You know you've got it bad when you are away on holiday but you can't help wondering if todays edition of @TheDrum has landed!
If it wasn’t for Margaret Thatcher the website you are currently looking at would not exist. The 40 odd people I can see as I write these words would not be here. Initiatives such as the Chip Shop Awards, DADIs and The Drum Design Awards would never have happened.
This business, which I helped found, first emerged in 1984 when the country was in the grip of the miners’ strike. But it was not only in coal, where the unions' influence was felt. They controlled my industry in a way which is impossible to imagine now.
In fact we launched what was to become The Drum magazine, to replace another title, which had effectively been closed down by union action. It had attempted to implement a redundancy to secure its future. Powerful unions decreed the person be reinstated or the title would be blacklisted by those in its supply chain. It complied only to close a few months later.
Thanks to Thatcher’s reforms, by the time we appeared on the scene such power was on the wane. But we still had to tread carefully. I was advised that I too should join a union, to ensure that compositors and printers would agree to work on our title.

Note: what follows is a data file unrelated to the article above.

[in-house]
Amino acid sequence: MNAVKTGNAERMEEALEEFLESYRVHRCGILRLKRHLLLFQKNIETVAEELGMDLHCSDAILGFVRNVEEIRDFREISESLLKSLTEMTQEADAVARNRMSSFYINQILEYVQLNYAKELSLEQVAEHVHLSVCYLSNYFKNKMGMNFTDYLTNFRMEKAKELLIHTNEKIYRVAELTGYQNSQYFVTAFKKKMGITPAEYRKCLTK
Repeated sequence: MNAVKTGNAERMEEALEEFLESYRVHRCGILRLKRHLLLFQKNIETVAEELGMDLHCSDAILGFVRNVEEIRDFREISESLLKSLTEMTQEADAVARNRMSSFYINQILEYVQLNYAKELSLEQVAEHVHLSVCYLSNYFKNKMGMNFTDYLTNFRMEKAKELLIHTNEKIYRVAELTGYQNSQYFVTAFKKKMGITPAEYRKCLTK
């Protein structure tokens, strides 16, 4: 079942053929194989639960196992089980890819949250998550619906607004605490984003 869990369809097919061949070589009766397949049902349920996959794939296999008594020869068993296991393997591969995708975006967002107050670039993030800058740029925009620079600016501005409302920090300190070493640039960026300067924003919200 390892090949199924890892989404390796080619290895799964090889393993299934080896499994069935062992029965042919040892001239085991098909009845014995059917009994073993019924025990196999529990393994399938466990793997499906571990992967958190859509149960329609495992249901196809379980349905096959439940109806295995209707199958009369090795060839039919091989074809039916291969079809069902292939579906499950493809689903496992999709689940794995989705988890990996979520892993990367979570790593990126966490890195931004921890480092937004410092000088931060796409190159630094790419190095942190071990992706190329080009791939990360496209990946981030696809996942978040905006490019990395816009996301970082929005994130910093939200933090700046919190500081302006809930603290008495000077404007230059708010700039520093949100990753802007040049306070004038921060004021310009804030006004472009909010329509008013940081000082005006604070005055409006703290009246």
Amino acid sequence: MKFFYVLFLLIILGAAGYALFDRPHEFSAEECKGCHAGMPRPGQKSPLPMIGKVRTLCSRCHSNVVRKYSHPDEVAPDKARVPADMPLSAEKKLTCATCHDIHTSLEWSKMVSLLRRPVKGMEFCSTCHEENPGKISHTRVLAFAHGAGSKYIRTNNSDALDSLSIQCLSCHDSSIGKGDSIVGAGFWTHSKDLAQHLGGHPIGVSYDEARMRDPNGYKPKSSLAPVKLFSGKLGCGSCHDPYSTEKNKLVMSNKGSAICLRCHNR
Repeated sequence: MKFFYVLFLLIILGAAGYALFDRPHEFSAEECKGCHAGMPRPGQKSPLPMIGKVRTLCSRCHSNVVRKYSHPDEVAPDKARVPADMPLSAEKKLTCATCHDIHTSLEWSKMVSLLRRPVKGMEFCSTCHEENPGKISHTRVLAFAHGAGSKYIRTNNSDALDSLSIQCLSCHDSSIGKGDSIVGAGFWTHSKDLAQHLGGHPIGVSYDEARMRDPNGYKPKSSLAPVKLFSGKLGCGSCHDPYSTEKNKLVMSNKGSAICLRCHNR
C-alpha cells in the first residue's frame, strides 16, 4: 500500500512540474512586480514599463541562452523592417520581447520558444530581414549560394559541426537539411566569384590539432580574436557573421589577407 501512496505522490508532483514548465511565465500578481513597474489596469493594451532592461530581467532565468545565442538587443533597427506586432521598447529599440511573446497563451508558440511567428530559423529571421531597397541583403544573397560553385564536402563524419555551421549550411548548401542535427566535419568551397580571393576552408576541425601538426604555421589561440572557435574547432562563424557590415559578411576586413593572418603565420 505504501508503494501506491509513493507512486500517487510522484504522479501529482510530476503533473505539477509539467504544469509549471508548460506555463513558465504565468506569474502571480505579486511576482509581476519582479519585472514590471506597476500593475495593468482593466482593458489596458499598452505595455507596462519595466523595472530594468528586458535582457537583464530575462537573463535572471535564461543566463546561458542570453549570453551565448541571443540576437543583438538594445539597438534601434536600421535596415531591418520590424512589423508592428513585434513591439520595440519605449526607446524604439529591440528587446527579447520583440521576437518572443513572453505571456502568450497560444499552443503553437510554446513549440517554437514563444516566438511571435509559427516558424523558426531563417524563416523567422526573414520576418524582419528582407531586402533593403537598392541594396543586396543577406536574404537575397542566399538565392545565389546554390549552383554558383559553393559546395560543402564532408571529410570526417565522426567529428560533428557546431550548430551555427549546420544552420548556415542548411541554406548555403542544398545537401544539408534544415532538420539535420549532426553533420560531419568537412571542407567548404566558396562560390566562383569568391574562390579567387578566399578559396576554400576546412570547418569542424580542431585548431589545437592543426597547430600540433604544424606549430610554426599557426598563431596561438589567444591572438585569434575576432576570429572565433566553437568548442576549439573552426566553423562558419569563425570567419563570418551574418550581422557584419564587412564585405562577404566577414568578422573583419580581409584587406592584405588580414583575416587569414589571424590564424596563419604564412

But imagine my concern when at my first meeting I found that we were already on the union agenda. Some were unhappy that we had run a piece in support of free newspapers, which many saw as a threat to paid-fors. Not long before plans to set up a free title in Clydebank were scuppered by union action.
Not only were new concepts viewed with disdain, but so was new technology. There were still newspapers which used hot metal when we first appeared. Really, compositors sat with molten buckets of lead at their feet. Just imagine how these people would deem the internet if even photo-composition was such an anathema?
Meanwhile, like a brooding giant, a printing works sat silent in a Glasgow industrial estate as a result of this Luddite tendency.
It was the Scottish home of News International, which had lain dormant for years because of union opposition. But in 1985, it burst into life as NI made the move to Wapping.
Made possible by Thatcher’s new laws, the move was historic. It saw control of the company move from unions back to its management. But the ripples have continued to reverberate.
It would not have been possible to start The Drum in the pre-Thatcher era. But so too would it have been impossible to create the vibrant, dynamic and successful ecosystem which is today’s UK media and marketing scene.
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